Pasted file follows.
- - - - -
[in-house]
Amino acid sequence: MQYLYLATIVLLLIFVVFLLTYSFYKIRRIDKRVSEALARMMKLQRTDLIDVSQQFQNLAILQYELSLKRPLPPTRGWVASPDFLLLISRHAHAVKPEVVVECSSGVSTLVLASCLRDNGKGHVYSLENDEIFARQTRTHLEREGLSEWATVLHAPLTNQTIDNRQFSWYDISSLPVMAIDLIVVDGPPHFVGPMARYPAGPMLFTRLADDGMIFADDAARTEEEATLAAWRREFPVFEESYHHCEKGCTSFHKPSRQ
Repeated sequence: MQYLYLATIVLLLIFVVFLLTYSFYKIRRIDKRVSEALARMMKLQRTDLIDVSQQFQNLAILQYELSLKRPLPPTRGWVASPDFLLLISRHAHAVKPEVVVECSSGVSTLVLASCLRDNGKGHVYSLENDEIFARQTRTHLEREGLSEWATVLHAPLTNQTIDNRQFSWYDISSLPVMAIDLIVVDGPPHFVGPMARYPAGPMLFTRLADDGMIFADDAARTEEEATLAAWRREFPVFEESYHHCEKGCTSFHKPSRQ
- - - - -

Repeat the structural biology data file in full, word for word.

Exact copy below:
[in-house]
Amino acid sequence: MQYLYLATIVLLLIFVVFLLTYSFYKIRRIDKRVSEALARMMKLQRTDLIDVSQQFQNLAILQYELSLKRPLPPTRGWVASPDFLLLISRHAHAVKPEVVVECSSGVSTLVLASCLRDNGKGHVYSLENDEIFARQTRTHLEREGLSEWATVLHAPLTNQTIDNRQFSWYDISSLPVMAIDLIVVDGPPHFVGPMARYPAGPMLFTRLADDGMIFADDAARTEEEATLAAWRREFPVFEESYHHCEKGCTSFHKPSRQ
Repeated sequence: MQYLYLATIVLLLIFVVFLLTYSFYKIRRIDKRVSEALARMMKLQRTDLIDVSQQFQNLAILQYELSLKRPLPPTRGWVASPDFLLLISRHAHAVKPEVVVECSSGVSTLVLASCLRDNGKGHVYSLENDEIFARQTRTHLEREGLSEWATVLHAPLTNQTIDNRQFSWYDISSLPVMAIDLIVVDGPPHFVGPMARYPAGPMLFTRLADDGMIFADDAARTEEEATLAAWRREFPVFEESYHHCEKGCTSFHKPSRQ